Listen, you've met my wife, I think. I have met her. Yes. Did she say if she was married? – Yes. Yeah, she said she had a husband in fact. Husband....? How did she describe him? Remote. Cold. Malevolent. Spiteful. Arrogant. Ruthless. Jealous. Paranoid. Criminal tendencies. Mentally unsound. That's me, all right. You know something? I like your mind. Do you really? It excites me. I like the way you go about things. You mean you like my style? Oh, I like your style. I like it very much. Look, I want to make you a proposition. What? I want to show you something. - Can't you put that gun down now? No. God, you're so strong, so ruthless, aren't you? Yes. Have you any idea what my proposition is going to be? No. Are you excited? I'd say intrigued. I think you're going to be excited very much. This is the guest suite. Isn't it nice? Look at the view. There's a private bathroom. A small fridge. A bottle of Chilean Chardonnay is chilling in there at this very moment. This suite is uninhabited. It has no occupant. How would you like it? Me? Yes, yes. I think I've come to the conclusion that you're my kind of person. Am I, now? Well, I told you. I liked your mind. It excited me. I need intellectual excitement. Intellectual stimulation. Well, they don't grow on trees. I'm rich. I’m a rich woman. What do you want to do? I can subsidize anything you want. You want to open a bookshop in the village? An art gallery? Or, of course, a little theatre. You're a wonderful actor. You could choose all the plays and play all the leading parts. But this would be your home. And this would be your bedroom. You're asking me to live here? Yes, I'm asking you to stay with me. Oh, we would also travel. I mean, Jamaica, Swiss Alps. I bet you're a wonderful skier, aren't you? You could ski to your heart's content. Swim in the blue Caribbean. I'd be waiting at our table with a Scotch on the rocks. Or a chilled Chilean Chardonnay. The world would be your oyster. But what about Linda?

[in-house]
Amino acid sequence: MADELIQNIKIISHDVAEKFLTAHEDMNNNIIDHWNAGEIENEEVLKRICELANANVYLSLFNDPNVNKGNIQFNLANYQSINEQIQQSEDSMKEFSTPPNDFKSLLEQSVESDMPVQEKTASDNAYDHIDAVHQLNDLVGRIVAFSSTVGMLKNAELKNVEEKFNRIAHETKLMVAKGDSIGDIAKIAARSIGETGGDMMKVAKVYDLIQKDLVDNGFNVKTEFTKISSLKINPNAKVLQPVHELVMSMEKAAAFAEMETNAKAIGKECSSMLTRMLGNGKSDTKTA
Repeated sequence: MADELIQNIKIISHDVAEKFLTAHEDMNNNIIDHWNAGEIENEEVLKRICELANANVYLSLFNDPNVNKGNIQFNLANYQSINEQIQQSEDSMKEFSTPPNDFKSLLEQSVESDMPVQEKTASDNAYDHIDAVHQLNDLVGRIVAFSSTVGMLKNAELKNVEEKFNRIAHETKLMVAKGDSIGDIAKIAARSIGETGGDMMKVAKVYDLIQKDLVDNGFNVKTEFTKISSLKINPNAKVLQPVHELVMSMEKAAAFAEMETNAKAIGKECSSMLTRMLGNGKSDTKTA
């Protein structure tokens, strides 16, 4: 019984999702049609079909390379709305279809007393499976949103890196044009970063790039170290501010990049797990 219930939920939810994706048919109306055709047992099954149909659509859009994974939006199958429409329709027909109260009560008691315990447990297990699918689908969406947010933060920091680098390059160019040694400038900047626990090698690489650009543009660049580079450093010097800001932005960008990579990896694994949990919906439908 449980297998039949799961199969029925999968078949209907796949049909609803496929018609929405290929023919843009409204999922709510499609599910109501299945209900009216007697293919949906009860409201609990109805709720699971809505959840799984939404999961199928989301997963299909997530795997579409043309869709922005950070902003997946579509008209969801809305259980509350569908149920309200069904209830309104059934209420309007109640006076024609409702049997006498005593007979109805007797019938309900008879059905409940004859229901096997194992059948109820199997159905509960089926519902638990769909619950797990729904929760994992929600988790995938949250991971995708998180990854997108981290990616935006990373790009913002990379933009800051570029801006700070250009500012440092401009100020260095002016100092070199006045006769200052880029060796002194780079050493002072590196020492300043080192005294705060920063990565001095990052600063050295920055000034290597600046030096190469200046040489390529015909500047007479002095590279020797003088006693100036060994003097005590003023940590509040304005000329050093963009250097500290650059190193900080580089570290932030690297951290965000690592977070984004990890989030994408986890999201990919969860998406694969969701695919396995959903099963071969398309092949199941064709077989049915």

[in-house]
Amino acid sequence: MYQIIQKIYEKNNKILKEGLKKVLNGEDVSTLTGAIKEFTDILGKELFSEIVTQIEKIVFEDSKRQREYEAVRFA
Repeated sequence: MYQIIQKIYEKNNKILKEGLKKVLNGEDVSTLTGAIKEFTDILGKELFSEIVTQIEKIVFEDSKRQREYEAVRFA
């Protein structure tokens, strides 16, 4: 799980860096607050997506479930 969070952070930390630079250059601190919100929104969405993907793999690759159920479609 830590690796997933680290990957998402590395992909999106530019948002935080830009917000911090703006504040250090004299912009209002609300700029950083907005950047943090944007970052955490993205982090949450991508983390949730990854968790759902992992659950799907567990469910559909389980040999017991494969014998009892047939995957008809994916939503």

Forget her. Let her rot. Stay with me. You're my kind of person. It's quite tempting. Puma’s phone rings he answers it.